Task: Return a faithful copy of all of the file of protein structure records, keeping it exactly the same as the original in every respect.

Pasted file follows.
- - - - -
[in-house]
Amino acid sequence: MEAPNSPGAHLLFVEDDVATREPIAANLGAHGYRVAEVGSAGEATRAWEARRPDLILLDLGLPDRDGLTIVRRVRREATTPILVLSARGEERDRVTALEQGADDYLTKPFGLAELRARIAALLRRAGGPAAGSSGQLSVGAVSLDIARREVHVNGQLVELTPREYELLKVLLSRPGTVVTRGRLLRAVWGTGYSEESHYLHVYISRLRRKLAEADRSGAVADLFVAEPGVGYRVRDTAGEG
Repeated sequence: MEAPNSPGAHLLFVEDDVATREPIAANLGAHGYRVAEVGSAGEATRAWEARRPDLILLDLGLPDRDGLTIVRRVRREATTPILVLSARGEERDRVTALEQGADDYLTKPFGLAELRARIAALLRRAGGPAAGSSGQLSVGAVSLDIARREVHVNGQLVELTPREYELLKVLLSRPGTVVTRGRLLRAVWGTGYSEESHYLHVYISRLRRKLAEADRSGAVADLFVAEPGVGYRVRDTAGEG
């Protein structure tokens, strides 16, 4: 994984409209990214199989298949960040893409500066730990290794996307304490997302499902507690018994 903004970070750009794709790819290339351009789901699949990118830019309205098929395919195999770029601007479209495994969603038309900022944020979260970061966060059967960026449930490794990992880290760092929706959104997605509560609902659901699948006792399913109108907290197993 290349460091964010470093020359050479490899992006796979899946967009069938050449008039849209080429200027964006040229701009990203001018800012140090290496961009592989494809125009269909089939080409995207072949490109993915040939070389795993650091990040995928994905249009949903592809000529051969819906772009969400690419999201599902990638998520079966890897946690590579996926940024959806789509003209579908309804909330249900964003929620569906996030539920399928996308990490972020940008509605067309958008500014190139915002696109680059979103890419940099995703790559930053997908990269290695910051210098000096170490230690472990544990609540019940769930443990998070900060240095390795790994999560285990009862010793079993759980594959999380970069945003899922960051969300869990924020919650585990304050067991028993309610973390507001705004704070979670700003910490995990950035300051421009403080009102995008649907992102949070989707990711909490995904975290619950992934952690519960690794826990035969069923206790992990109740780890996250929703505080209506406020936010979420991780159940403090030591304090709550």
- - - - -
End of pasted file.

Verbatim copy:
[in-house]
Amino acid sequence: MEAPNSPGAHLLFVEDDVATREPIAANLGAHGYRVAEVGSAGEATRAWEARRPDLILLDLGLPDRDGLTIVRRVRREATTPILVLSARGEERDRVTALEQGADDYLTKPFGLAELRARIAALLRRAGGPAAGSSGQLSVGAVSLDIARREVHVNGQLVELTPREYELLKVLLSRPGTVVTRGRLLRAVWGTGYSEESHYLHVYISRLRRKLAEADRSGAVADLFVAEPGVGYRVRDTAGEG
Repeated sequence: MEAPNSPGAHLLFVEDDVATREPIAANLGAHGYRVAEVGSAGEATRAWEARRPDLILLDLGLPDRDGLTIVRRVRREATTPILVLSARGEERDRVTALEQGADDYLTKPFGLAELRARIAALLRRAGGPAAGSSGQLSVGAVSLDIARREVHVNGQLVELTPREYELLKVLLSRPGTVVTRGRLLRAVWGTGYSEESHYLHVYISRLRRKLAEADRSGAVADLFVAEPGVGYRVRDTAGEG
């Protein structure tokens, strides 16, 4: 994984409209990214199989298949960040893409500066730990290794996307304490997302499902507690018994 903004970070750009794709790819290339351009789901699949990118830019309205098929395919195999770029601007479209495994969603038309900022944020979260970061966060059967960026449930490794990992880290760092929706959104997605509560609902659901699948006792399913109108907290197993 290349460091964010470093020359050479490899992006796979899946967009069938050449008039849209080429200027964006040229701009990203001018800012140090290496961009592989494809125009269909089939080409995207072949490109993915040939070389795993650091990040995928994905249009949903592809000529051969819906772009969400690419999201599902990638998520079966890897946690590579996926940024959806789509003209579908309804909330249900964003929620569906996030539920399928996308990490972020940008509605067309958008500014190139915002696109680059979103890419940099995703790559930053997908990269290695910051210098000096170490230690472990544990609540019940769930443990998070900060240095390795790994999560285990009862010793079993759980594959999380970069945003899922960051969300869990924020919650585990304050067991028993309610973390507001705004704070979670700003910490995990950035300051421009403080009102995008649907992102949070989707990711909490995904975290619950992934952690519960690794826990035969069923206790992990109740780890996250929703505080209506406020936010979420991780159940403090030591304090709550």